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Tinder sues dating app Bumble for patent infringement

March 20, 2018  |  Posted by: Francesca Falzarano
Tinder sues dating app Bumble for patent infringement

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Match Group, the parent company of TInder has filed a lawsuit against competitor Bumble, alleging that the female-friendly dating app infringed patents and stole trade secrets.

According to CNN, the lawsuit, which was filed in Texas on Friday, claims that Bumble is virtually identical to Tinder, the app that familiarized the swipe right to like, swipe left to dislike function.

Bumble mimicked the “world-changing, card swipe-based, mutual opt-in premise” of Tinder, the suit states.

The complaint also indicated that Bumble’s co-creators are former Tinder employees, and the app has rolled out two additional features that were “developed confidentially at Tinder.”

Bumble has grown to be a fierce competitor to Tinder since it was released in 2014. Bumble’s unique component is that only females can make the first move. However, Match announced in February that it intends to launch that feature in Tinder.

In the suit, Match states it “applauds Bumble’s efforts at empowering women, in its app and offline” and “cares both about its women users and about women’s issues.”

“This case is about forcing Bumble to stop competing with Match and Tinder using Match’s inventions, patented designs, trademarks, and trade secrets,” it continued.

The suit is the first time that Match Group, which also owns sites such as Plenty of Fish and Match.com, has enforced the patents it acquired on swiping and double opt-ins for matches on Tinder.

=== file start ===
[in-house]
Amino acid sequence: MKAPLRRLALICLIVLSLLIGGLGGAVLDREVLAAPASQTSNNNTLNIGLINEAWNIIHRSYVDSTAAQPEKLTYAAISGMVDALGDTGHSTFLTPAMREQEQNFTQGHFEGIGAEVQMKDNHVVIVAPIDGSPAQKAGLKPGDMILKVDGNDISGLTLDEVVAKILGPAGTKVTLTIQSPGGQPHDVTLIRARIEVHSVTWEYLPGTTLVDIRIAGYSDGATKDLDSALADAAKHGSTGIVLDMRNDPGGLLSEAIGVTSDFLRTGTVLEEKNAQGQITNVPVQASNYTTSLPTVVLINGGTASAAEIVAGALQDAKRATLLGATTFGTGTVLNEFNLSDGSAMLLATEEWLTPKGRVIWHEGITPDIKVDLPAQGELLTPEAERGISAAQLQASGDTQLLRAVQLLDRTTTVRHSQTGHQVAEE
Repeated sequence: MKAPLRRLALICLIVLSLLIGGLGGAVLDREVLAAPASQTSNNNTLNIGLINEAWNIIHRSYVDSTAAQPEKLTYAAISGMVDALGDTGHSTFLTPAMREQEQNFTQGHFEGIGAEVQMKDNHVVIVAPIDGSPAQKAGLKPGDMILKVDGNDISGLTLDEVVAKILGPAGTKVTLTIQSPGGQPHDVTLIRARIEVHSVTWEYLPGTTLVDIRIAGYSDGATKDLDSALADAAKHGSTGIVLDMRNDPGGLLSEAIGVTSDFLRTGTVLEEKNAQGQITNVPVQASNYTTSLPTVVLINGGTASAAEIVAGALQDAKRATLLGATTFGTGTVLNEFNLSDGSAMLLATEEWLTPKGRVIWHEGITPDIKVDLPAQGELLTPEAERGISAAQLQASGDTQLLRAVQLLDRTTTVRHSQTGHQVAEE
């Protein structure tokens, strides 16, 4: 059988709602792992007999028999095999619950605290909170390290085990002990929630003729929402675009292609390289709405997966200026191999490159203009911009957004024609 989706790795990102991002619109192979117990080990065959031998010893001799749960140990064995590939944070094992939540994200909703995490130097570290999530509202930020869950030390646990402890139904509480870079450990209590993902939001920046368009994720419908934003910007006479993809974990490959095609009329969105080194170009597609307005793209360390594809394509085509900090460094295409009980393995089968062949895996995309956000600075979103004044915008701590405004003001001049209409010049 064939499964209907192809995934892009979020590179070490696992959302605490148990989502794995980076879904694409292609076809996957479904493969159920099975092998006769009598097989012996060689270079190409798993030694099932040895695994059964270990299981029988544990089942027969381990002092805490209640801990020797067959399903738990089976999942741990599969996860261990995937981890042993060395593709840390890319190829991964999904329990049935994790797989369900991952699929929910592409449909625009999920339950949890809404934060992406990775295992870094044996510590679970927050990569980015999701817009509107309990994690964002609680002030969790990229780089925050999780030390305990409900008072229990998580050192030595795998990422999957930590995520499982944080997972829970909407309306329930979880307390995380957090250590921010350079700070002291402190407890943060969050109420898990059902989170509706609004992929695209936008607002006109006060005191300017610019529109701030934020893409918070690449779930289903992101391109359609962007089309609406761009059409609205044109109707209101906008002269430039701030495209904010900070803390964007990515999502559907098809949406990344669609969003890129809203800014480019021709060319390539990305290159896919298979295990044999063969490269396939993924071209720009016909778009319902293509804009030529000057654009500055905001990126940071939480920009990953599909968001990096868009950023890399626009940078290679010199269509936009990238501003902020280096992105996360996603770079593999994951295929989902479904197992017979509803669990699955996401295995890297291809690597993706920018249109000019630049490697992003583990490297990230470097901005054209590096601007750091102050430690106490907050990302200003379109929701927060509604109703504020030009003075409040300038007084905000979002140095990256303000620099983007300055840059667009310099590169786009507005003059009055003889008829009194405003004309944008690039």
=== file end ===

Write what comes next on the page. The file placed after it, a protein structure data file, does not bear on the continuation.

Bumble was started by Whitney Wolfe Herd, an early employee at Tinder.

Wolfe Herd left Tinder in 2014 after claiming sexual harassment and discrimination. The case was ultimately settled. Ex-Tinder staff members Chris Gulczynski and Sarah Mick went with Herd to launch Bumble over three years ago. Gulczynski and Mick, who are designers, are in the middle of the stolen secret accusations in the suit.

The two had information of an “undo” button discussed at Tinder, the complaint stated. That feature was “nearly, if not literally, identical” to Bumble’s backtrack function, which allows users to go back to “like” a person they may have accidentally passed on.

Gulczynski and Mick also assisted with implementing photo messaging at Bumble; something Gulczynski had reportedly mocked up a design for while working for Tinder.

In a statement, a Match Group spokesperson said the organization is “committed to protecting the intellectual property and proprietary data that defines our business,”

It’s been reported that Bumble turned down a buyout offer from Match Group. Match Group was reportedly still interested in Bumble’s business as recently as November 2017.

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